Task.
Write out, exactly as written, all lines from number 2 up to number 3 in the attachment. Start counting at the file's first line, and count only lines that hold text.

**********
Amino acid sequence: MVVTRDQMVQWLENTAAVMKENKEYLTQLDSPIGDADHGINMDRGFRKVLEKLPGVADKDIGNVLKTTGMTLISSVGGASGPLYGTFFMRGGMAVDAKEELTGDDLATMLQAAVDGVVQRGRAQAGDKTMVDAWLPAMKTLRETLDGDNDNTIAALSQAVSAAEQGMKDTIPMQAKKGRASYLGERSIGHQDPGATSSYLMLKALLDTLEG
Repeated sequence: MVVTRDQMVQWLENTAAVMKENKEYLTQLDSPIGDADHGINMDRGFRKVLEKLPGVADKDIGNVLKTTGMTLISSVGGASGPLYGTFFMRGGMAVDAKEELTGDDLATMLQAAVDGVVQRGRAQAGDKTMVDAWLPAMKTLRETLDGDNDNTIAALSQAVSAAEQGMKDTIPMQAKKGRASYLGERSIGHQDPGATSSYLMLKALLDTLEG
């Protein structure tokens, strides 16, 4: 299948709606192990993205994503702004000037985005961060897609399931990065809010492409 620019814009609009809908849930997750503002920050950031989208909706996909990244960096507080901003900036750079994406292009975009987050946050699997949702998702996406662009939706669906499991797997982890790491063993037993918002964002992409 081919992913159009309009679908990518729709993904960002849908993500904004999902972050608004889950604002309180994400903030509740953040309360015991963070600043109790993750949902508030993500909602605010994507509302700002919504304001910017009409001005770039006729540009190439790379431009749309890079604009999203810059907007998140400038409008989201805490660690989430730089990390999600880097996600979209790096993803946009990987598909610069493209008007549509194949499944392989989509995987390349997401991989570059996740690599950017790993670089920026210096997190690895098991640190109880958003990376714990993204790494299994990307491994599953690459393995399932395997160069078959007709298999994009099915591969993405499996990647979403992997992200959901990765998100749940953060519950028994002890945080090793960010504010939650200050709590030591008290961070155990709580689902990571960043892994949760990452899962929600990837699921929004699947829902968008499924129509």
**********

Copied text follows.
Repeated sequence: MVVTRDQMVQWLENTAAVMKENKEYLTQLDSPIGDADHGINMDRGFRKVLEKLPGVADKDIGNVLKTTGMTLISSVGGASGPLYGTFFMRGGMAVDAKEELTGDDLATMLQAAVDGVVQRGRAQAGDKTMVDAWLPAMKTLRETLDGDNDNTIAALSQAVSAAEQGMKDTIPMQAKKGRASYLGERSIGHQDPGATSSYLMLKALLDTLEG
């Protein structure tokens, strides 16, 4: 299948709606192990993205994503702004000037985005961060897609399931990065809010492409 620019814009609009809908849930997750503002920050950031989208909706996909990244960096507080901003900036750079994406292009975009987050946050699997949702998702996406662009939706669906499991797997982890790491063993037993918002964002992409 081919992913159009309009679908990518729709993904960002849908993500904004999902972050608004889950604002309180994400903030509740953040309360015991963070600043109790993750949902508030993500909602605010994507509302700002919504304001910017009409001005770039006729540009190439790379431009749309890079604009999203810059907007998140400038409008989201805490660690989430730089990390999600880097996600979209790096993803946009990987598909610069493209008007549509194949499944392989989509995987390349997401991989570059996740690599950017790993670089920026210096997190690895098991640190109880958003990376714990993204790494299994990307491994599953690459393995399932395997160069078959007709298999994009099915591969993405499996990647979403992997992200959901990765998100749940953060519950028994002890945080090793960010504010939650200050709590030591008290961070155990709580689902990571960043892994949760990452899962929600990837699921929004699947829902968008499924129509």